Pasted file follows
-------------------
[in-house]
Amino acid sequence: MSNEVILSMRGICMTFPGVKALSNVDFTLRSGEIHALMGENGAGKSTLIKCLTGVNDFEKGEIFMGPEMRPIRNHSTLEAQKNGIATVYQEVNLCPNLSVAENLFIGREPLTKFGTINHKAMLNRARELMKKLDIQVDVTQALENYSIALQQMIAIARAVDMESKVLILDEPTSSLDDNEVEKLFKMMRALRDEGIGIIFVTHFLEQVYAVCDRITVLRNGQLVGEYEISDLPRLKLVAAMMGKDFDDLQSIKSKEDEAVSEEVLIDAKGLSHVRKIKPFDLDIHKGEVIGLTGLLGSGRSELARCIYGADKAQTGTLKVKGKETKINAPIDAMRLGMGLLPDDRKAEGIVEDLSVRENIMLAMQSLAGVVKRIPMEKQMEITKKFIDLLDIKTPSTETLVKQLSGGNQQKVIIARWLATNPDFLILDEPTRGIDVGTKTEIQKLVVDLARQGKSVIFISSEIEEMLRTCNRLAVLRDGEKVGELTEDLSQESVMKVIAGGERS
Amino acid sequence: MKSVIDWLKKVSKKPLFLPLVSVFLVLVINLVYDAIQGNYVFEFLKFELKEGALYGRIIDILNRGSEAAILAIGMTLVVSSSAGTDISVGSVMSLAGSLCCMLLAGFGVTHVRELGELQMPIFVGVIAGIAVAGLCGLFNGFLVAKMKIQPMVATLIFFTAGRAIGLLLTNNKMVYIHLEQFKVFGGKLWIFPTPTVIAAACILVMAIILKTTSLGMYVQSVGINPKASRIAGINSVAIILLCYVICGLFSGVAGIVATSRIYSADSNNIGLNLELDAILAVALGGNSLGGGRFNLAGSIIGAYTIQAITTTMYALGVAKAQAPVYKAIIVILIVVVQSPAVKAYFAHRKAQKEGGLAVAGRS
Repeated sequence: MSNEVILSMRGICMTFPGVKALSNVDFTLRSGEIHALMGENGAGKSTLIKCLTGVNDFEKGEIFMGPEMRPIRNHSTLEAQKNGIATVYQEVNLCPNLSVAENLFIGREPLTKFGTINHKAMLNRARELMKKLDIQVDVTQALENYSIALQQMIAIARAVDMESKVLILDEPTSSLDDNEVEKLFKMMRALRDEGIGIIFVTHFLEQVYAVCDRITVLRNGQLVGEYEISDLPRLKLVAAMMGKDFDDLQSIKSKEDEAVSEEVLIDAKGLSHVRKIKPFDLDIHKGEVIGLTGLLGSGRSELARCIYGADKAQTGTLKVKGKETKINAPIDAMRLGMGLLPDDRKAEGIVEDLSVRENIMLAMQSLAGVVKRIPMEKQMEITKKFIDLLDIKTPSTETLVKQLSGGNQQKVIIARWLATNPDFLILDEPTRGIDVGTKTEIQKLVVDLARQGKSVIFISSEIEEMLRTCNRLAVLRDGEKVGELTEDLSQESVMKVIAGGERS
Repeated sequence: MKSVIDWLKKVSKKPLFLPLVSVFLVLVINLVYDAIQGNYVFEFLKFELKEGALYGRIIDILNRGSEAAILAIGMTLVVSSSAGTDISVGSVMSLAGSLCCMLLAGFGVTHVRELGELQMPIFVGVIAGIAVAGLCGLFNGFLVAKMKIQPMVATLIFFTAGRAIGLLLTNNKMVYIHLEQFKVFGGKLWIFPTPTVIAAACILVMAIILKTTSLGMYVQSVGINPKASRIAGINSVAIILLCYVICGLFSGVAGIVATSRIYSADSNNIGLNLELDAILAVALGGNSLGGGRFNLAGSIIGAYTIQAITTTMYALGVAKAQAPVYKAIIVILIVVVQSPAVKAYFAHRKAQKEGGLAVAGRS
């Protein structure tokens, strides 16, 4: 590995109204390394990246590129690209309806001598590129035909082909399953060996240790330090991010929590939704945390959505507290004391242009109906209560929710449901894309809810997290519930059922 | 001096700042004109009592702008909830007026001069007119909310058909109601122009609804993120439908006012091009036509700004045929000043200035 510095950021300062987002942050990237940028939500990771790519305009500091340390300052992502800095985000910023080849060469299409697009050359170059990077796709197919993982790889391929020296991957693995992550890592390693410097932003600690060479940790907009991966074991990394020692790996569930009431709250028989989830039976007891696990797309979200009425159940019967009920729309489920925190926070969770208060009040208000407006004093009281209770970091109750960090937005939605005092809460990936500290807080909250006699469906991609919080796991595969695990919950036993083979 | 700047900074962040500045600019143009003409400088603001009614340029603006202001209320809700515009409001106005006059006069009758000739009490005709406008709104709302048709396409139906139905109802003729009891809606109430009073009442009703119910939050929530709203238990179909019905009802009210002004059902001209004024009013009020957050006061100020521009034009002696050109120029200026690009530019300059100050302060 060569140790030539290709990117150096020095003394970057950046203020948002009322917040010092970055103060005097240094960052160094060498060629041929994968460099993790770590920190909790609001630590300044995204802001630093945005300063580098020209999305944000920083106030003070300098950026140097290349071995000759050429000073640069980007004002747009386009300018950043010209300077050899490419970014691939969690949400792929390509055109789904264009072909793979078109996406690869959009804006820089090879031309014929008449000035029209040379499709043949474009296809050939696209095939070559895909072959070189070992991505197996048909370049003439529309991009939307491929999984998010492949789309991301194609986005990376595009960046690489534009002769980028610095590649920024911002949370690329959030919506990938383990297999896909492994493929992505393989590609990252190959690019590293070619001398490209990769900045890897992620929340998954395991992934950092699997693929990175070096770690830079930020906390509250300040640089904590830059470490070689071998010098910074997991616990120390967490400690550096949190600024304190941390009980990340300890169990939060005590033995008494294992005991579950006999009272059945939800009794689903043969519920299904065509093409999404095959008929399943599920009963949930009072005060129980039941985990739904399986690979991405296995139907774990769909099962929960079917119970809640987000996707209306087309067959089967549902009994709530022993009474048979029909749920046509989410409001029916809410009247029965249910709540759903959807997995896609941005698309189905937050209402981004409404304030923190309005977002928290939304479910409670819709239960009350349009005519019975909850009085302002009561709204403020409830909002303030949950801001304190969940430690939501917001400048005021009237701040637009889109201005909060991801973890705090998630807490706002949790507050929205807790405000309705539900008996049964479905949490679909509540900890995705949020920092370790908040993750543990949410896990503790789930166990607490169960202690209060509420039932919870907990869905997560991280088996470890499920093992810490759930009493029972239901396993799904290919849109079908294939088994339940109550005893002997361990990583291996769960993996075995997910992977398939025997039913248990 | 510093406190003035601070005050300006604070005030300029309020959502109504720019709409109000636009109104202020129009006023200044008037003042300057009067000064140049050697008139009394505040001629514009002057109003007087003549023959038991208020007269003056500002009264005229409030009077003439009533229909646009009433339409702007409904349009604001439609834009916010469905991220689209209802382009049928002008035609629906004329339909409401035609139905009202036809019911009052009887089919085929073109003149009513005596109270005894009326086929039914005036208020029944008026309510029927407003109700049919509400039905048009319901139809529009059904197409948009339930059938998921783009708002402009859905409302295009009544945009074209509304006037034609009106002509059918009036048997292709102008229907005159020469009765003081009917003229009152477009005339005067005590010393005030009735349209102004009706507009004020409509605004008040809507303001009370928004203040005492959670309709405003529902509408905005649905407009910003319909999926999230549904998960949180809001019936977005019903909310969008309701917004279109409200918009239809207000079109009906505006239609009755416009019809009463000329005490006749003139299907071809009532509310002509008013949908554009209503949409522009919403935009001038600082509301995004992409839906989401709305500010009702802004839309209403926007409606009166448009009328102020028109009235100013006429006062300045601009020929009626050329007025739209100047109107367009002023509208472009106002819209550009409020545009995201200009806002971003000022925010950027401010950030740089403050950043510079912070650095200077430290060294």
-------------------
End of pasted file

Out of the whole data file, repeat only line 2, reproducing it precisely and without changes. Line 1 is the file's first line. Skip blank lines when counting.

Amino acid sequence: MSNEVILSMRGICMTFPGVKALSNVDFTLRSGEIHALMGENGAGKSTLIKCLTGVNDFEKGEIFMGPEMRPIRNHSTLEAQKNGIATVYQEVNLCPNLSVAENLFIGREPLTKFGTINHKAMLNRARELMKKLDIQVDVTQALENYSIALQQMIAIARAVDMESKVLILDEPTSSLDDNEVEKLFKMMRALRDEGIGIIFVTHFLEQVYAVCDRITVLRNGQLVGEYEISDLPRLKLVAAMMGKDFDDLQSIKSKEDEAVSEEVLIDAKGLSHVRKIKPFDLDIHKGEVIGLTGLLGSGRSELARCIYGADKAQTGTLKVKGKETKINAPIDAMRLGMGLLPDDRKAEGIVEDLSVRENIMLAMQSLAGVVKRIPMEKQMEITKKFIDLLDIKTPSTETLVKQLSGGNQQKVIIARWLATNPDFLILDEPTRGIDVGTKTEIQKLVVDLARQGKSVIFISSEIEEMLRTCNRLAVLRDGEKVGELTEDLSQESVMKVIAGGERS